Gallup reports that only 33% of the 100 million people in the American workforce are engaged at work, loving their jobs and their organization. Conversely, 16% of the workforce is actively disengaged, miserable and poisoning their cultures. The remaining 51% are not engaged – they just show up. This means that 67% of your workforce is disengaged.
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Traditional leadership styles, benefits packages, and training initiatives clearly are not working. The old command-and-control style of leadership is not only ineffective but not respected by millennials who represent the largest sector in the workforce today. Productive and engaged work cultures are switching from power struggles to coaching conversations. They realize purpose and flexibility trump paychecks and perks. They take less stock in annual employee engagement surveys and have monthly check-in coaching conversations for development. And they make sure their employees know the company is interested in their development, building their self-awareness and helping them understand how to best use their strengths.
With 51% of U.S. employees actively looking for a new job or watching for openings there is no time to waste in developing your team. Leaders must develop and live a healthy cultural brand, maintain a safe environment for crucial conversations, listen to their constituents and be ready to switch gears immediately. They must be flexible and know how to engage workers across multiple teams and locations.
If we don’t adjust our work environments to the career needs of our constituents, they will leave. Lack of career growth opportunities is the leading reason for employees exiting a job, with pay and benefits, management, culture and job fit trailing behind.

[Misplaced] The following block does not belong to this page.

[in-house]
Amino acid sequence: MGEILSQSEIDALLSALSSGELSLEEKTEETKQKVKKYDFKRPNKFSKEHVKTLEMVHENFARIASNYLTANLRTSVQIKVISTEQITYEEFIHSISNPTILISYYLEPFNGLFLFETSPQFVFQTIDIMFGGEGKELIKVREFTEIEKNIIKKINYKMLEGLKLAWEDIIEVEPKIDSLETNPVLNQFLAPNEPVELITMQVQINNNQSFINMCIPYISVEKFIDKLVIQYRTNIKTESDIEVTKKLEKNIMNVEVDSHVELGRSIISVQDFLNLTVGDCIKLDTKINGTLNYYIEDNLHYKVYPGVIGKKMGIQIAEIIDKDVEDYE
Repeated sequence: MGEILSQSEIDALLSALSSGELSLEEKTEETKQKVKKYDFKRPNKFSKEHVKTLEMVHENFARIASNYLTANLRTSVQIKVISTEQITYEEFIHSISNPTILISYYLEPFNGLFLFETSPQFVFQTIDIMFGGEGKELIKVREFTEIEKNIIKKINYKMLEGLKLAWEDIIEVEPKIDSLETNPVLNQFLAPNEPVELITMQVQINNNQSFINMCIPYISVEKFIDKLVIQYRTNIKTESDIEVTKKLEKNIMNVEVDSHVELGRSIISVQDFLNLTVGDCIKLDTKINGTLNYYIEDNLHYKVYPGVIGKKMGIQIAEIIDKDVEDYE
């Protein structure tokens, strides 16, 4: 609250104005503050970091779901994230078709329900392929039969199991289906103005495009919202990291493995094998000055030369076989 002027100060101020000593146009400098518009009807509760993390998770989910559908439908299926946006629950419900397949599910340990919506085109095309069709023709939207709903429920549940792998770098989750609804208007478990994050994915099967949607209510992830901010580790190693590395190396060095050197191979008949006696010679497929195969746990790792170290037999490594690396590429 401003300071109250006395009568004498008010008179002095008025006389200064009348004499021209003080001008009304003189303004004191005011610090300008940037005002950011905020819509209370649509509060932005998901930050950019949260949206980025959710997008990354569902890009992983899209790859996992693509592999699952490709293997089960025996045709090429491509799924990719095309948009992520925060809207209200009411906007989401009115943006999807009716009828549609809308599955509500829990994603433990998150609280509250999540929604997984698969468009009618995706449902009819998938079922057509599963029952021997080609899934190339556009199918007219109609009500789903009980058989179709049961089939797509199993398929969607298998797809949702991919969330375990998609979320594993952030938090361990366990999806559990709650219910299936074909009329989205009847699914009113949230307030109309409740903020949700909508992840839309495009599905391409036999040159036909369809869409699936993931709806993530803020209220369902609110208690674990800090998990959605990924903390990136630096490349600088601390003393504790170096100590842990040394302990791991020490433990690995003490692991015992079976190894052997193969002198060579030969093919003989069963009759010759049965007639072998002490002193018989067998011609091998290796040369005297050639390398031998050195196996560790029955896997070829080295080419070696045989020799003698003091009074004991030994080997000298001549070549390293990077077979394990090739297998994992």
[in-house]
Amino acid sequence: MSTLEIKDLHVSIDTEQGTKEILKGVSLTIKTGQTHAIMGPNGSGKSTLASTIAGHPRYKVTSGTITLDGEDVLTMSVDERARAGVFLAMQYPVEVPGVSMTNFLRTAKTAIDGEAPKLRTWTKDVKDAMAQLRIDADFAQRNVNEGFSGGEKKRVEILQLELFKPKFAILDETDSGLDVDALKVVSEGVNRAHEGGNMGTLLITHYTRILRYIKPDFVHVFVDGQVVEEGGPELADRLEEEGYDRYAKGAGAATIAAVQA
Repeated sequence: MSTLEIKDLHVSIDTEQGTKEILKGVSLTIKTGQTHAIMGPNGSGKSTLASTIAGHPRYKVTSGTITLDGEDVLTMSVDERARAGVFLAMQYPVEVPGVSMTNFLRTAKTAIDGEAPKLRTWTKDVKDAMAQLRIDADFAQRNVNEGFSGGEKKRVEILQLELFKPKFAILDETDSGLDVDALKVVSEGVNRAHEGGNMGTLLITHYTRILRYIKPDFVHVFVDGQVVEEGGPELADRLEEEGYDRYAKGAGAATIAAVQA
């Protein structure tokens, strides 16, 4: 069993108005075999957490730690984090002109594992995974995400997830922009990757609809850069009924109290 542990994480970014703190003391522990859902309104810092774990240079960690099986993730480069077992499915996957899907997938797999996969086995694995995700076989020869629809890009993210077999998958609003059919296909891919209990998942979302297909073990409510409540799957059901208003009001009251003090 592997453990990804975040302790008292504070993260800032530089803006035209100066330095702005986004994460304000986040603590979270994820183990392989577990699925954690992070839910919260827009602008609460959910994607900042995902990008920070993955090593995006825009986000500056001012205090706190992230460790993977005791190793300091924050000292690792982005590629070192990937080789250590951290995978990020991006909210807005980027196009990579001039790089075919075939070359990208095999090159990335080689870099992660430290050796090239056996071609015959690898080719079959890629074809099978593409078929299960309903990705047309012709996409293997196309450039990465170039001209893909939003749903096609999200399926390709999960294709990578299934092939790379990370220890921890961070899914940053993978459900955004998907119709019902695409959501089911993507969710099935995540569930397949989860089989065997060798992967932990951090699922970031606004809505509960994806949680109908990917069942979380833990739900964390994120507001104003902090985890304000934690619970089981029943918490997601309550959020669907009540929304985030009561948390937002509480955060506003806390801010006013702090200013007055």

Show your employees, especially high performers, how you are personally interested in their development.
1. Meet with the Employee to Determine a Leadership Purpose
Tell them you are actively interested in their professional development. Mine for what they love to do and how past challenges have shaped them. Ask key questions about what they value and in an ideal world, where do they see themselves a year from now. What project would interest them that they’d develop if they had the time. Talk with them about how they have learned new things in the past and ask how they’d like to learn new things here. Tell them what you observe regarding their style, work ethic, motivation, relationship skills, critical thinking. Help them define their personal purpose and how their values align with the organizations.
2. Draft a declarative ‘Leadership Impact Statement.’
This is their goal – how they want to lead and the difference they will make over the next year. You will guide them to reference this statement when they are unclear or not focused.
3. Coach them to explain how they will organize, communicate and plan their work to achieve their purpose
Ask them to explain why this is their purpose and what is unique to them.
4. Jump to the future
Ask them to describe what will be happening in one year when their “Impact” becomes reality. What does that look and feel like?
5. What are the critical next steps, milestones and who needs to be involved?
Help to open doors for them to be exposed to growth opportunities. Is education or shadowing needed? What would success look like in six months if they were on track to get to their goal? What metric can you set up to be measured each month to get there?
6. Who will they help to develop?
Pay it forward. Celebrate success with all who helped in their development. Who would THEY like to help develop and how will that help the overall mission of your organization? Ask them to give feedback to you on what worked and what could be improved.
As a leader you are in a position to shape talent or allow it to go flat. Be creative! Put the energy back in your team. If you like these tips, here’s a link to my new FREE eBook – 31 Executive Presence Practices for Leaders in the High Stakes Corporate World.
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